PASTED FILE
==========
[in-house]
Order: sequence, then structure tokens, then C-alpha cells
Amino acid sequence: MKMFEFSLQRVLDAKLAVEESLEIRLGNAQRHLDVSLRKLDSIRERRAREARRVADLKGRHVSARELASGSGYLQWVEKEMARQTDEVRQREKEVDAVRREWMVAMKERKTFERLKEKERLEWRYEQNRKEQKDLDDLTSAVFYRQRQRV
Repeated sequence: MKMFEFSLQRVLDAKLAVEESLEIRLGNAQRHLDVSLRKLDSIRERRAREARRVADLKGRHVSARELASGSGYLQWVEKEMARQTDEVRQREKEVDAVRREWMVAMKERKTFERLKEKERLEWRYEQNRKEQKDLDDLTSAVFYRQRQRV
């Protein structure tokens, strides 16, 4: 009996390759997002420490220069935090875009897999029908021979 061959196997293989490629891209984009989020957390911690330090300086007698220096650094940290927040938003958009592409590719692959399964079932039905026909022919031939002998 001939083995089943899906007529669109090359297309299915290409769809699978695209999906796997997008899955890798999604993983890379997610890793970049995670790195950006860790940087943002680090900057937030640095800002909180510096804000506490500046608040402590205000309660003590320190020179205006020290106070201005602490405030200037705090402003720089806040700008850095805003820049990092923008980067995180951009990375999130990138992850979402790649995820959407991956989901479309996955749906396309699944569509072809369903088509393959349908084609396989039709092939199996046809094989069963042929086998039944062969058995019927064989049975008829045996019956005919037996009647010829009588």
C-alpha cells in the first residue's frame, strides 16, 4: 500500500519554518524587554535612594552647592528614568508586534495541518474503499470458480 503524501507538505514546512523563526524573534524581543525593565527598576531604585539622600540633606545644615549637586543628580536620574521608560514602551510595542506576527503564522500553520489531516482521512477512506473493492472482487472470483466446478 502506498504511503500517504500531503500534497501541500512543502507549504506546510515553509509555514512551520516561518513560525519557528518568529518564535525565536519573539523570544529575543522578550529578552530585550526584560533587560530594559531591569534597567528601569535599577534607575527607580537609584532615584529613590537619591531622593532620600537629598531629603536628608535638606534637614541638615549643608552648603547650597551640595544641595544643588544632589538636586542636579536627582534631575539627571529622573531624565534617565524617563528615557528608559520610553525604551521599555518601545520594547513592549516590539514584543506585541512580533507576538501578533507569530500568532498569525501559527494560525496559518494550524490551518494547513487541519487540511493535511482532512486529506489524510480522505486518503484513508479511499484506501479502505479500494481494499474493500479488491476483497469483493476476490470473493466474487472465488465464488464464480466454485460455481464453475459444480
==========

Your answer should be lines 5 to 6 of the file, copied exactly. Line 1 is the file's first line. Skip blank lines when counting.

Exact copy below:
């Protein structure tokens, strides 16, 4: 009996390759997002420490220069935090875009897999029908021979 061959196997293989490629891209984009989020957390911690330090300086007698220096650094940290927040938003958009592409590719692959399964079932039905026909022919031939002998 001939083995089943899906007529669109090359297309299915290409769809699978695209999906796997997008899955890798999604993983890379997610890793970049995670790195950006860790940087943002680090900057937030640095800002909180510096804000506490500046608040402590205000309660003590320190020179205006020290106070201005602490405030200037705090402003720089806040700008850095805003820049990092923008980067995180951009990375999130990138992850979402790649995820959407991956989901479309996955749906396309699944569509072809369903088509393959349908084609396989039709092939199996046809094989069963042929086998039944062969058995019927064989049975008829045996019956005919037996009647010829009588």
C-alpha cells in the first residue's frame, strides 16, 4: 500500500519554518524587554535612594552647592528614568508586534495541518474503499470458480 503524501507538505514546512523563526524573534524581543525593565527598576531604585539622600540633606545644615549637586543628580536620574521608560514602551510595542506576527503564522500553520489531516482521512477512506473493492472482487472470483466446478 502506498504511503500517504500531503500534497501541500512543502507549504506546510515553509509555514512551520516561518513560525519557528518568529518564535525565536519573539523570544529575543522578550529578552530585550526584560533587560530594559531591569534597567528601569535599577534607575527607580537609584532615584529613590537619591531622593532620600537629598531629603536628608535638606534637614541638615549643608552648603547650597551640595544641595544643588544632589538636586542636579536627582534631575539627571529622573531624565534617565524617563528615557528608559520610553525604551521599555518601545520594547513592549516590539514584543506585541512580533507576538501578533507569530500568532498569525501559527494560525496559518494550524490551518494547513487541519487540511493535511482532512486529506489524510480522505486518503484513508479511499484506501479502505479500494481494499474493500479488491476483497469483493476476490470473493466474487472465488465464488464464480466454485460455481464453475459444480